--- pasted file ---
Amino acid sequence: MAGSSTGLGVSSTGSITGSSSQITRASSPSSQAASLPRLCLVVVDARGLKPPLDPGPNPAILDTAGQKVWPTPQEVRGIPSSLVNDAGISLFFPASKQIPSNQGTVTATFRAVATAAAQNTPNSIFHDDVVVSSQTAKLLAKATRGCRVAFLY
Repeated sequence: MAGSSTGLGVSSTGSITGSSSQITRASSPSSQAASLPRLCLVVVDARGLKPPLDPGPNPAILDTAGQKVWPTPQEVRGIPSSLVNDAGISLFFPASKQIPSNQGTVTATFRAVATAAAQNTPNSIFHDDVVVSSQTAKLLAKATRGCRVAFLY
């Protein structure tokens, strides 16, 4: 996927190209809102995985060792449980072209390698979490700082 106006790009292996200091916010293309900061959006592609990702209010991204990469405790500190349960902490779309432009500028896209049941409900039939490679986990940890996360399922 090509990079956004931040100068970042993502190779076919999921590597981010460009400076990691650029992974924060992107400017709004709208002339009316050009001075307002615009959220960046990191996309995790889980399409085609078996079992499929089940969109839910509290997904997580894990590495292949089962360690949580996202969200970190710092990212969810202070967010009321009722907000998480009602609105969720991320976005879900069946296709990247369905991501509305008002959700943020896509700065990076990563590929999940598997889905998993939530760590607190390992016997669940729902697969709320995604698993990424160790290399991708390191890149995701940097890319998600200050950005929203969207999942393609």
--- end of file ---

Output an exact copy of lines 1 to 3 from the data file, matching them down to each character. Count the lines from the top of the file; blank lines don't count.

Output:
Amino acid sequence: MAGSSTGLGVSSTGSITGSSSQITRASSPSSQAASLPRLCLVVVDARGLKPPLDPGPNPAILDTAGQKVWPTPQEVRGIPSSLVNDAGISLFFPASKQIPSNQGTVTATFRAVATAAAQNTPNSIFHDDVVVSSQTAKLLAKATRGCRVAFLY
Repeated sequence: MAGSSTGLGVSSTGSITGSSSQITRASSPSSQAASLPRLCLVVVDARGLKPPLDPGPNPAILDTAGQKVWPTPQEVRGIPSSLVNDAGISLFFPASKQIPSNQGTVTATFRAVATAAAQNTPNSIFHDDVVVSSQTAKLLAKATRGCRVAFLY
């Protein structure tokens, strides 16, 4: 996927190209809102995985060792449980072209390698979490700082 106006790009292996200091916010293309900061959006592609990702209010991204990469405790500190349960902490779309432009500028896209049941409900039939490679986990940890996360399922 090509990079956004931040100068970042993502190779076919999921590597981010460009400076990691650029992974924060992107400017709004709208002339009316050009001075307002615009959220960046990191996309995790889980399409085609078996079992499929089940969109839910509290997904997580894990590495292949089962360690949580996202969200970190710092990212969810202070967010009321009722907000998480009602609105969720991320976005879900069946296709990247369905991501509305008002959700943020896509700065990076990563590929999940598997889905998993939530760590607190390992016997669940729902697969709320995604698993990424160790290399991708390191890149995701940097890319998600200050950005929203969207999942393609």